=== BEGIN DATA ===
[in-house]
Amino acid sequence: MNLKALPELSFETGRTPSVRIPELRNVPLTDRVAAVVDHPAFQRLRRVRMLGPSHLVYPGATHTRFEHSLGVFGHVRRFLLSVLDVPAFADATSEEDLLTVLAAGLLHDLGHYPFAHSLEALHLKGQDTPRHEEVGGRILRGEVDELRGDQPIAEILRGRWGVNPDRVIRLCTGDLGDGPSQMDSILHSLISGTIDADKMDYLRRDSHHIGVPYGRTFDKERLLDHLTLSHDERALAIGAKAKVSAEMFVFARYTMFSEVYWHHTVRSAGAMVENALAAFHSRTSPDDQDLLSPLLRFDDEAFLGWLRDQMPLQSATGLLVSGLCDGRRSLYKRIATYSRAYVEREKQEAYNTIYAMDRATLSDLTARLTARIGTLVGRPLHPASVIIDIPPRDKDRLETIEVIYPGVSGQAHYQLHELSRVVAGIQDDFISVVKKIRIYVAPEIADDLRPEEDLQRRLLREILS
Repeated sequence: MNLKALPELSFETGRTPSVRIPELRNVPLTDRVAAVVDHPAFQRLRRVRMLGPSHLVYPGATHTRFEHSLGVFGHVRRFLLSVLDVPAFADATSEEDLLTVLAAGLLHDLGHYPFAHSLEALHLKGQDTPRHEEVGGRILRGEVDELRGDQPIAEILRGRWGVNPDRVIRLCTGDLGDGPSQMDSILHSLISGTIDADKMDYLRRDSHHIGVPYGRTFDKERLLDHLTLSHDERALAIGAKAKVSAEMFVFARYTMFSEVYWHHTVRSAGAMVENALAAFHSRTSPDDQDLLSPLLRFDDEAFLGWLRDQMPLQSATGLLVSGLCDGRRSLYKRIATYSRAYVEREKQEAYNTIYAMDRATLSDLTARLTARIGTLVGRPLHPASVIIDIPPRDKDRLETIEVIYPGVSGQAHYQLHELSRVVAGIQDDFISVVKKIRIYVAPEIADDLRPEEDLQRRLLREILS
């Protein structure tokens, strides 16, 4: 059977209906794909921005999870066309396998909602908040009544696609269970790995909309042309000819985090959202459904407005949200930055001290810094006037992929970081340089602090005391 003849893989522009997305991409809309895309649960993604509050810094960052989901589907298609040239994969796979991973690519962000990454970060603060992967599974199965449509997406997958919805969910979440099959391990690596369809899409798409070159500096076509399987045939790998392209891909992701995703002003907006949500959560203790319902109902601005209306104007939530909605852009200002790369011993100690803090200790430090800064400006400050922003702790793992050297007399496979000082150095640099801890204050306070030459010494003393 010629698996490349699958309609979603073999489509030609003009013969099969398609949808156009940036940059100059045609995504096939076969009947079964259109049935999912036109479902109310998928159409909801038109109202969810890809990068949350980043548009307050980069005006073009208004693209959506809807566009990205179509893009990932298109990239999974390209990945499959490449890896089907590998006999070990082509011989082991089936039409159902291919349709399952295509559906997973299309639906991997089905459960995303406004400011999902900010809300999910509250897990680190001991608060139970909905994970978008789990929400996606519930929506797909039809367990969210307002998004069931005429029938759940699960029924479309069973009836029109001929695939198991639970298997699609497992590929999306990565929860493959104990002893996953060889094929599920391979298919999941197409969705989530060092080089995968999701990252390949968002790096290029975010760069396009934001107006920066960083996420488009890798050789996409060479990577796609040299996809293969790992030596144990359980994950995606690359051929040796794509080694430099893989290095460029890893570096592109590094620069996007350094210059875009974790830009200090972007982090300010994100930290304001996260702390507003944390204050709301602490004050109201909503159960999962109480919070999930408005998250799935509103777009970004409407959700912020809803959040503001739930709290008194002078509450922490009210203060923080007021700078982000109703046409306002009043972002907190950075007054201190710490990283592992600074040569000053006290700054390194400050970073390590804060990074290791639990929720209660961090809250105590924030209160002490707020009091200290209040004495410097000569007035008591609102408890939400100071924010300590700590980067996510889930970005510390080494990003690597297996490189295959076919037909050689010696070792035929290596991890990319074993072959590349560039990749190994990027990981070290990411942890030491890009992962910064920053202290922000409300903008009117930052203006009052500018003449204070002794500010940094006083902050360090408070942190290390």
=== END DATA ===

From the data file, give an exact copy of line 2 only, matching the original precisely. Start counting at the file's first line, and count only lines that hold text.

Amino acid sequence: MNLKALPELSFETGRTPSVRIPELRNVPLTDRVAAVVDHPAFQRLRRVRMLGPSHLVYPGATHTRFEHSLGVFGHVRRFLLSVLDVPAFADATSEEDLLTVLAAGLLHDLGHYPFAHSLEALHLKGQDTPRHEEVGGRILRGEVDELRGDQPIAEILRGRWGVNPDRVIRLCTGDLGDGPSQMDSILHSLISGTIDADKMDYLRRDSHHIGVPYGRTFDKERLLDHLTLSHDERALAIGAKAKVSAEMFVFARYTMFSEVYWHHTVRSAGAMVENALAAFHSRTSPDDQDLLSPLLRFDDEAFLGWLRDQMPLQSATGLLVSGLCDGRRSLYKRIATYSRAYVEREKQEAYNTIYAMDRATLSDLTARLTARIGTLVGRPLHPASVIIDIPPRDKDRLETIEVIYPGVSGQAHYQLHELSRVVAGIQDDFISVVKKIRIYVAPEIADDLRPEEDLQRRLLREILS